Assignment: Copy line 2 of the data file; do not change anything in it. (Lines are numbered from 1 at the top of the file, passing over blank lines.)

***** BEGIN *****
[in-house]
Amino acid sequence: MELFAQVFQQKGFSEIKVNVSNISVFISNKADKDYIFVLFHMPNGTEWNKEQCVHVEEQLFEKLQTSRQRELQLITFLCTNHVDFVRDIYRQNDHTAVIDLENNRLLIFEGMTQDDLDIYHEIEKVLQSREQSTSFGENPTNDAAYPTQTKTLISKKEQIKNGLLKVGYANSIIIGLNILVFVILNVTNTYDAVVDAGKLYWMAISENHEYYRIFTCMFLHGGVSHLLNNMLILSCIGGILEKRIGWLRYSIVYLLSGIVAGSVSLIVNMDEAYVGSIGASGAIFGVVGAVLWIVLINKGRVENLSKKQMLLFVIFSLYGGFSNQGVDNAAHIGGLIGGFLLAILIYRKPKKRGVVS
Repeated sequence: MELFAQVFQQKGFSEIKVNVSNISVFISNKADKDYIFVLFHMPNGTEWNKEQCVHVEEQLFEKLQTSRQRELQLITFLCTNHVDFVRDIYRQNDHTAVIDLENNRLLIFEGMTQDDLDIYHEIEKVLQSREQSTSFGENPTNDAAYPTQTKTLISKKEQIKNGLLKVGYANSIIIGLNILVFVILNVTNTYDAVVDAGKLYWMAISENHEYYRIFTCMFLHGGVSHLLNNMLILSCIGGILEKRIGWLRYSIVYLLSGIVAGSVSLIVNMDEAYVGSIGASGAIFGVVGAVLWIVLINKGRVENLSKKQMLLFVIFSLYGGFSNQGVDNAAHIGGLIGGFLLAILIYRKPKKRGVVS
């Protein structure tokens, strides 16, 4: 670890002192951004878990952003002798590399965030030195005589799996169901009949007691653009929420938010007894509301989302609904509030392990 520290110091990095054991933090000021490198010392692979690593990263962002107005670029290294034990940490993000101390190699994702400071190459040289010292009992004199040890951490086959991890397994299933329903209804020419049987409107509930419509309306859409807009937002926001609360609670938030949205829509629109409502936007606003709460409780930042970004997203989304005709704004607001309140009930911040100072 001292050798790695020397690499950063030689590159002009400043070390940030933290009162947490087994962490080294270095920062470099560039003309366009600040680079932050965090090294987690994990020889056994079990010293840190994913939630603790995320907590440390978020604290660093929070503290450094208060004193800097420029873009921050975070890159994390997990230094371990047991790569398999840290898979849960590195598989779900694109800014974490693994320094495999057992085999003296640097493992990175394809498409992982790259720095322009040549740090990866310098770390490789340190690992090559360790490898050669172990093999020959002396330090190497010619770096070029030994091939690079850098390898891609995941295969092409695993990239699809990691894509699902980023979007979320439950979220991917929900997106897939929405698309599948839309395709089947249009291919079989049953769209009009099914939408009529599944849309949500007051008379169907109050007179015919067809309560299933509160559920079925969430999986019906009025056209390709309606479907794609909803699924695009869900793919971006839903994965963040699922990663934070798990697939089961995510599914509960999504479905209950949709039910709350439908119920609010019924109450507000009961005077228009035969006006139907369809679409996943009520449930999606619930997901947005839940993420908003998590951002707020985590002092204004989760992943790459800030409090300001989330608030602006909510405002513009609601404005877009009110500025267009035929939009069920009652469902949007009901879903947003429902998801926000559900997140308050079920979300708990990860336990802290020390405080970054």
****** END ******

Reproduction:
Amino acid sequence: MELFAQVFQQKGFSEIKVNVSNISVFISNKADKDYIFVLFHMPNGTEWNKEQCVHVEEQLFEKLQTSRQRELQLITFLCTNHVDFVRDIYRQNDHTAVIDLENNRLLIFEGMTQDDLDIYHEIEKVLQSREQSTSFGENPTNDAAYPTQTKTLISKKEQIKNGLLKVGYANSIIIGLNILVFVILNVTNTYDAVVDAGKLYWMAISENHEYYRIFTCMFLHGGVSHLLNNMLILSCIGGILEKRIGWLRYSIVYLLSGIVAGSVSLIVNMDEAYVGSIGASGAIFGVVGAVLWIVLINKGRVENLSKKQMLLFVIFSLYGGFSNQGVDNAAHIGGLIGGFLLAILIYRKPKKRGVVS